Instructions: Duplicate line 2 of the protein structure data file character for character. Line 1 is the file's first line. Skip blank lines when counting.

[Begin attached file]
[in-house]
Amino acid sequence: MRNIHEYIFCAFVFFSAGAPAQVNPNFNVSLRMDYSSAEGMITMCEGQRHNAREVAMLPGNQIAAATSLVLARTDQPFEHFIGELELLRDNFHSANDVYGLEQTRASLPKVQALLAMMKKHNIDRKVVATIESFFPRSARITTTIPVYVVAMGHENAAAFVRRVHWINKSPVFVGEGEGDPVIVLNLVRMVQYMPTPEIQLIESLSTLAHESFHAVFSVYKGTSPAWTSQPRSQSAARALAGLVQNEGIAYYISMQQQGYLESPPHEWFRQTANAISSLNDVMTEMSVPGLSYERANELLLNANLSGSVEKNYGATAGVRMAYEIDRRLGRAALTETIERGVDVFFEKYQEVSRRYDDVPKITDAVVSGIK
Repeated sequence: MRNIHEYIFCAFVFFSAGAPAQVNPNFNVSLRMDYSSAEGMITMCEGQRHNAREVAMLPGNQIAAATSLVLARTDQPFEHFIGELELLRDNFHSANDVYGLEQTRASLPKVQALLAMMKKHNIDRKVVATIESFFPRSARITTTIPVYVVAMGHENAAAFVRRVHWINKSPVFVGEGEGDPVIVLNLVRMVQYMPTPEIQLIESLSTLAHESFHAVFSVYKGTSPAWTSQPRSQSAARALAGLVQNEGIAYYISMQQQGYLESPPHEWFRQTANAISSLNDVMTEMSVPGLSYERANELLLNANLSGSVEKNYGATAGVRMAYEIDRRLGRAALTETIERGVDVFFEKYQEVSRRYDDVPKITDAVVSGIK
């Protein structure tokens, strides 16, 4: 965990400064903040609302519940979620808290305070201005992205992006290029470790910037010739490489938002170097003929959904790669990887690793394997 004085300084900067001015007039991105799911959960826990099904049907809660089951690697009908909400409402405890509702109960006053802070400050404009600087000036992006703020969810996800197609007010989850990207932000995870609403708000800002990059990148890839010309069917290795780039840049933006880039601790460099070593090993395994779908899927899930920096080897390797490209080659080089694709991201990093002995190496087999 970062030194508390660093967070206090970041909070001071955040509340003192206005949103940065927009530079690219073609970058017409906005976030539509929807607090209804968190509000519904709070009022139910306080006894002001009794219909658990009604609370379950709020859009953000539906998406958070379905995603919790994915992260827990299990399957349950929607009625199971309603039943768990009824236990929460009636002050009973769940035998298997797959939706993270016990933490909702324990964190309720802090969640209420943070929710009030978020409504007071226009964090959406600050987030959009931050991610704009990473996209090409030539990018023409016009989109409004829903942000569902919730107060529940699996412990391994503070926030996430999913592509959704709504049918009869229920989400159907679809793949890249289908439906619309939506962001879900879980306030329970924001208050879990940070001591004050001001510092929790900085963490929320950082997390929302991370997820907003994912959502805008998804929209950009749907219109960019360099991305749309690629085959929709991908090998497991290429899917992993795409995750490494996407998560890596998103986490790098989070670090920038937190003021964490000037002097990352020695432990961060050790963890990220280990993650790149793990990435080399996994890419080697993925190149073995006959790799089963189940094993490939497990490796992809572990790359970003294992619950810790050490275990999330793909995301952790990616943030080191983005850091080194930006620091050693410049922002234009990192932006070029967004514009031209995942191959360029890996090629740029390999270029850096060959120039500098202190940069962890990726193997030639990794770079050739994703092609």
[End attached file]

Amino acid sequence: MRNIHEYIFCAFVFFSAGAPAQVNPNFNVSLRMDYSSAEGMITMCEGQRHNAREVAMLPGNQIAAATSLVLARTDQPFEHFIGELELLRDNFHSANDVYGLEQTRASLPKVQALLAMMKKHNIDRKVVATIESFFPRSARITTTIPVYVVAMGHENAAAFVRRVHWINKSPVFVGEGEGDPVIVLNLVRMVQYMPTPEIQLIESLSTLAHESFHAVFSVYKGTSPAWTSQPRSQSAARALAGLVQNEGIAYYISMQQQGYLESPPHEWFRQTANAISSLNDVMTEMSVPGLSYERANELLLNANLSGSVEKNYGATAGVRMAYEIDRRLGRAALTETIERGVDVFFEKYQEVSRRYDDVPKITDAVVSGIK